Modern Ways to Preserve Ancient Languages

With time, every day, a particular language is dying.

“It is estimated a language is lost globally every two weeks,” says Angelina Joshua, a native from the East Arnhem Land community of Ngukurr, Northern Territory, Australia.

Joshua is the storyteller of My Grandmother’s Lingo — an interactive story which encourages viewers to learn more about an Aboriginal language. The story was launched in October, 2016 by SBS, an Australian multicultural and multilingual broadcaster. The story focuses on the extinction of the indigenous languages in Australia and it revolves around a particular one — the Marra language, spoken fluently only by three people from the community of Ngukurr.

Joshua is trying to preserve the Marra language and therefore, the culture of her community, after her grandmother’s passing. My Grandmother’s Lingo includes an interactive digital animation, educating words and sentences in Marra, while also telling the story of Joshua. In the video she shares that when she hears a word or a sentence in her indigenous language, she is imagining her grandmother still alive, telling stories in Marra.

Joshua is working at the Ngukurr Language Centre, and with the help of her family, she is fighting for the preservation of her language.

A scene from “My Grandmother’s Lingo” (GIF by the author via SBS)

“As individuals change and language is a dynamic system, new words, phrases, and expressions are added, and the already existing ones acquire new meaning. Others, just die out and sink with time,” says Dimitar Dragnev, a professor in Latin at the Bulgarian National High School for Ancient Languages and Cultures. “Grammar also modifies, although sometimes this is harder to notice. Political, cultural and demographic reasons might influence the active use of a certain language and lead to its disappearance — due to a lack of people who speak or use it.”

A quote by Yurranydjil Dhurrkay, featured in ‘My Grandmother’s Lingo’ (Illustrated by Jake Duczynski for SBS)

According to Dragnev, the Latin language is not considered as extinct. Since 4–5th century, Latin is not a native or common language. It can be defined as a dead language because it lacks the natural lingual dynamic. But it is definitely not extinct, considering that the for the past 2500 years there have been people around the world who speak, write and communicate in Latin.

“This is not the case with a lot of other languages,” says Dragnev. “There are prognoses that by the year of 2050, around 90 percent of the existing 7000 languages will disappear. The reason is cultural assimilation — common languages dominate over the active use of indigenous languages, leading to their extinction.”

This process is not necessarily irreversible. “During the Middle Ages Hebrew was considered to be a dead language and by the end of the 14th century it wasn’t a native language for anyone in the world. Due to driven actions today it is an official language in Israel,” explains Dragnev.

Another modern example of helping languages live on is Susan Hiller’s exhibition at the Pérez Art Museum, Miami. It is a multimedia installation art exhibit, called Lost and Found. It is a 30-minute video which features 23 endangered or extinct languages, spoken by fluent or native speakers. The screen is black, featuring only subtitles and a sound-wave scope, relating to the person’s tone.

One of the languages included is the N/uu language, spoken in South Africa but seriously endangered since 1973. Another is the Wichita language, a Native American language once spoken in Oklahoma. Doris McLemore was the last speaker of Wichita and passed away two weeks before the exhibition opening in October 2016. The voices of the speakers capture those extinct languages eternally.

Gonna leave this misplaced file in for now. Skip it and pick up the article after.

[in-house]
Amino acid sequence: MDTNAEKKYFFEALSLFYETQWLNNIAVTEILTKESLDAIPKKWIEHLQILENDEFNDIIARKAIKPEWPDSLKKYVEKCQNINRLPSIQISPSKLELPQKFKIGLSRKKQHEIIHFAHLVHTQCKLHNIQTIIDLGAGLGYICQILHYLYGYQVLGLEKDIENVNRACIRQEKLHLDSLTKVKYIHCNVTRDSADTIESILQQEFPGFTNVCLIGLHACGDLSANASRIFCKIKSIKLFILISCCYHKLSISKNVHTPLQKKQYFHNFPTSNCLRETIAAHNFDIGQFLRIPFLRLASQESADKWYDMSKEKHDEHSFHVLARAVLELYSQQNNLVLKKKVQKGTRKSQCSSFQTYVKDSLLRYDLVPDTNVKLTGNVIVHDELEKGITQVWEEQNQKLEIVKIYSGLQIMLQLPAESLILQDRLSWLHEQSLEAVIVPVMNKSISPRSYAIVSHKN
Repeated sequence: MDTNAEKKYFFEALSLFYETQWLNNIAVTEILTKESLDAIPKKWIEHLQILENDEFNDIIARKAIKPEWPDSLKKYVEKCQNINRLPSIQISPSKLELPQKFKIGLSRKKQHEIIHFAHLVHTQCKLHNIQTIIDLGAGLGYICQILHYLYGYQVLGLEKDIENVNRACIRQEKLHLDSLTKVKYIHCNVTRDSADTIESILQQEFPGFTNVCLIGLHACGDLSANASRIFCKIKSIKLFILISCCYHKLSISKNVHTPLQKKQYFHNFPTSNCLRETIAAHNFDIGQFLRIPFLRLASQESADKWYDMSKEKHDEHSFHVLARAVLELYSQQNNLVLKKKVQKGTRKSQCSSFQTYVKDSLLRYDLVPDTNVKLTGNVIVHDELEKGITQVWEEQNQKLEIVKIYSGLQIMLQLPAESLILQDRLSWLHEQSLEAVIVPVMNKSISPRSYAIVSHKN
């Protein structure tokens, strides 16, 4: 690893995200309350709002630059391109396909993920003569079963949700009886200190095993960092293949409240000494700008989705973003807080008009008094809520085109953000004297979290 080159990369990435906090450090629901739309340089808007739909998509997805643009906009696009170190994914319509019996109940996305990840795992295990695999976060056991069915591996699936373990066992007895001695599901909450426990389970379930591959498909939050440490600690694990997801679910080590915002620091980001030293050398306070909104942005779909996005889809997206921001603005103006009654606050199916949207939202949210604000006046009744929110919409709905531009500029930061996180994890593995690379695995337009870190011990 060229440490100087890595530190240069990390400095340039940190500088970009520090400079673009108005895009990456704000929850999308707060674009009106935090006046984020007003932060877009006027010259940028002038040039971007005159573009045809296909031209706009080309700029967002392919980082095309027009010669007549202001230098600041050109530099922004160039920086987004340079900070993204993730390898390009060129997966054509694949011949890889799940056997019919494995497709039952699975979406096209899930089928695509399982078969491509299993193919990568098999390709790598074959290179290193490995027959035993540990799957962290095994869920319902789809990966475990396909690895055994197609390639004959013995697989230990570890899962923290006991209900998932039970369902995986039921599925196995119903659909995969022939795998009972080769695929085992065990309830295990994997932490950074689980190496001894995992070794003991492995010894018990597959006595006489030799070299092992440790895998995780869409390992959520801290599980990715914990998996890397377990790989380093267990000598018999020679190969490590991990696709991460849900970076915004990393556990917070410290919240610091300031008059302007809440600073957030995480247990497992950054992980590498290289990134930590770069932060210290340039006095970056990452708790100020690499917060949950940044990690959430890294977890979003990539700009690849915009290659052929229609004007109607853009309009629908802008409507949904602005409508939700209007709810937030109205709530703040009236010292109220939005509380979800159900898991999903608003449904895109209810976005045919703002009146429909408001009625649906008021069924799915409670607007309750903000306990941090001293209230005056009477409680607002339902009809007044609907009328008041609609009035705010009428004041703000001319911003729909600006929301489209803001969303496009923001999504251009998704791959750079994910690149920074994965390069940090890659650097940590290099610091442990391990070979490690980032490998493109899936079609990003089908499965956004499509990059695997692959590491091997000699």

“I wanted to facilitate direct contact, empathy, person-to-person feeling. In any case, there is always an unacknowledged uncanny aspect to sound recordings, which don’t distinguish between dead and living voices. Perhaps this reminds us that we will also become ghosts someday,” Hiller explains over an e-mail.

A still from the “Lost and Found” exhibition by Susah Hiller (image courtesy the artist and Lisson Gallery, London)

There are cases in which languages fade away with time and even the once fluent speakers forget them due to the dynamic of the surrounding generation.

“Growing up, the Welsh language was such a central part of my life and identity that forgetting it would have seemed as likely as my arm spontaneously falling off,” writes Ellie Mae O’Hagan, an editor at openDemocracy and a freelance journalist, in an personal article for The Guardian. “There is a peculiar panic that comes with forgetting a language you spoke fluently as a child,” she adds. “It’s like trying to grasp a solid object that has started to disintegrate in front of you. You’re always a step behind; never quite fast enough to reach out and stop it from crumbling.”

Daniel Phillips, a native from Cardiff who studies at the American University in Bulgaria, also has insight on the disappearance of the Welsh language.

“It has become a part of society in Wales for everything to be in English. There are still people who speak Welsh but the Welsh speaking population is declining drastically.”

When asked how the language can be preserved, Phillips suggests: “It is taught in Wales but the students aren’t obligated to study Welsh. Maybe if schools make it mandatory for Welsh, the language will be preserved.”

O’Hagan explains that each language plays a vital role in shaping a person’s character. For example, such is the case with bilingual people — differences in their personality while speaking various languages can be noticed. “Language has an intimacy and power that shapes a person existentially,” she says.

Like what you read? Give Kalina Dushkova a round of applause.

From a quick cheer to a standing ovation, clap to show how much you enjoyed this story.